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Egypt, Libya at odds over border control

Libya rejects Egyptian claims that jihadists are sneaking through its border, instead accusing remnants of the Gadhafi regime of causing its instability.
Kidnapped Egyptian diplomats who were released in Libya are accompanied by Egyptian officials as they arrive at Cairo's airport, January 27, 2014. The five Egyptian diplomats kidnapped in Tripoli in retaliation for Egypt's arrest of a Libyan militia commander have been freed, Libyan Deputy Foreign Minister Abdul Razak Al-Grady said on Sunday. The abduction of diplomats in the Libyan capital illustrated the fragility of government control over former rebels and militias who two years ago helped topple Muamma

CAIRO — Terror attacks in Egypt have shone a spotlight on the Egyptian-Libyan border, a top priority in recent discussions between the two states. The discussions have broached potential cooperation to prevent the infiltration of Libyan jihadists and arms smuggling to Egypt.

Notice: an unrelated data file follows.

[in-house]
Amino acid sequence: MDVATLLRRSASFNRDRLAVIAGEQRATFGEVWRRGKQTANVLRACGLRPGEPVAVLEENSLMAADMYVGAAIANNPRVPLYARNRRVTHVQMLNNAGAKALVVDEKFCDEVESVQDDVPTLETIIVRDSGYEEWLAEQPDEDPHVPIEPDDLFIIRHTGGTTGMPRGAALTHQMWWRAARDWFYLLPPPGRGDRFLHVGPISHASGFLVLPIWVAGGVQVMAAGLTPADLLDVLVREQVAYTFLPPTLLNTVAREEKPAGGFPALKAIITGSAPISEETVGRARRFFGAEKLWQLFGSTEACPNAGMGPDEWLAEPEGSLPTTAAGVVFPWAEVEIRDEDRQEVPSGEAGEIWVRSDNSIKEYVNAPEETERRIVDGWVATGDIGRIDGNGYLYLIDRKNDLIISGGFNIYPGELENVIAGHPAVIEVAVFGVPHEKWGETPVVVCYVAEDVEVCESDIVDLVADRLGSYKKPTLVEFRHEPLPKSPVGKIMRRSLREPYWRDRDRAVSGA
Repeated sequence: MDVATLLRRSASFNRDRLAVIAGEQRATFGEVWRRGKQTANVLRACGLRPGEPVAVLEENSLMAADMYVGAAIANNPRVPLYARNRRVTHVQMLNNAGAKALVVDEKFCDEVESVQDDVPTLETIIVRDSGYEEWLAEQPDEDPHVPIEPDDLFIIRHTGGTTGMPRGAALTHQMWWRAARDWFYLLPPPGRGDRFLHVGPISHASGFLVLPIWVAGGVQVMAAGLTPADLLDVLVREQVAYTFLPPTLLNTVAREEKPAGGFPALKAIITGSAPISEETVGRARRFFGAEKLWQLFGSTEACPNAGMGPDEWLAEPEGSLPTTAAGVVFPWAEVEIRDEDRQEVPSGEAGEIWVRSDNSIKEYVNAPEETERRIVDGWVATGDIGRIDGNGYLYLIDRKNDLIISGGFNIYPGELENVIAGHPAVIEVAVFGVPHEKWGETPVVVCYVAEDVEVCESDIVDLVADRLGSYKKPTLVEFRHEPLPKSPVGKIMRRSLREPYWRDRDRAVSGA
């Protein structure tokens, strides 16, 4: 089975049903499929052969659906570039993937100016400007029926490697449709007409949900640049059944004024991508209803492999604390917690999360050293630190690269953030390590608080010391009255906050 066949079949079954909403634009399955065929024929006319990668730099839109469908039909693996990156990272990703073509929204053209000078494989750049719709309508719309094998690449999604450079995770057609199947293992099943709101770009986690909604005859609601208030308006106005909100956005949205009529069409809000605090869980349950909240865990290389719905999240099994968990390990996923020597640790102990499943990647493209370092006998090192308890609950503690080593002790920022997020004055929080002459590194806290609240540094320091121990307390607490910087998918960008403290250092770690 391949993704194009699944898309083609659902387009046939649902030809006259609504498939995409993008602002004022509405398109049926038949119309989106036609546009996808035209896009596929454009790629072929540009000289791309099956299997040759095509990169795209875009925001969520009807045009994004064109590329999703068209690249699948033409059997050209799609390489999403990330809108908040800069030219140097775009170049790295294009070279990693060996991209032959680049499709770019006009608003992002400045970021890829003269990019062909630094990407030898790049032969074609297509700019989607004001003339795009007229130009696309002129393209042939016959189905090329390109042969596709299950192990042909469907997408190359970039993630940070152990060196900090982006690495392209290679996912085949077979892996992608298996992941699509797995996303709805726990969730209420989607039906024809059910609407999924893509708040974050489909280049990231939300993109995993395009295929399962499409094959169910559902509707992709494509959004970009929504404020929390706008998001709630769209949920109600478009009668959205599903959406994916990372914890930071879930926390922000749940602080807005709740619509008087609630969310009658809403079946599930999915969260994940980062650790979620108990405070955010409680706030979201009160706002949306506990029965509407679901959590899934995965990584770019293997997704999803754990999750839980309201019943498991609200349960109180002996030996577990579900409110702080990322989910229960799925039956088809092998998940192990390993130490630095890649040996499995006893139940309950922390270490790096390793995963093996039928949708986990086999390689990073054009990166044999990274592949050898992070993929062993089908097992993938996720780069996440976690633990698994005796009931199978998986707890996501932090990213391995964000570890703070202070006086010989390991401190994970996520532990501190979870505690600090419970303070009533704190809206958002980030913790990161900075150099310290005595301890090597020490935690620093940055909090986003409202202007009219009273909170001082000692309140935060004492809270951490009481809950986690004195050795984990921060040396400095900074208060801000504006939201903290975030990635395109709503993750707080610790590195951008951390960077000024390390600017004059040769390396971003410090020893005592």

An Egyptian diplomatic source asserted in an interview with Al-Monitor that the talks between Libyan Prime Minister Ali Zeidan, who was ousted from his post today, and Egyptian officials during Zeidan's Jan. 31 visit to Cairo focused on the border issue and extraditing members of deposed Libyan leader Moammar Gadhafi’s regime. The source added that Zeidan requested direct support and prompt cooperation from Egypt to resolve these issues.

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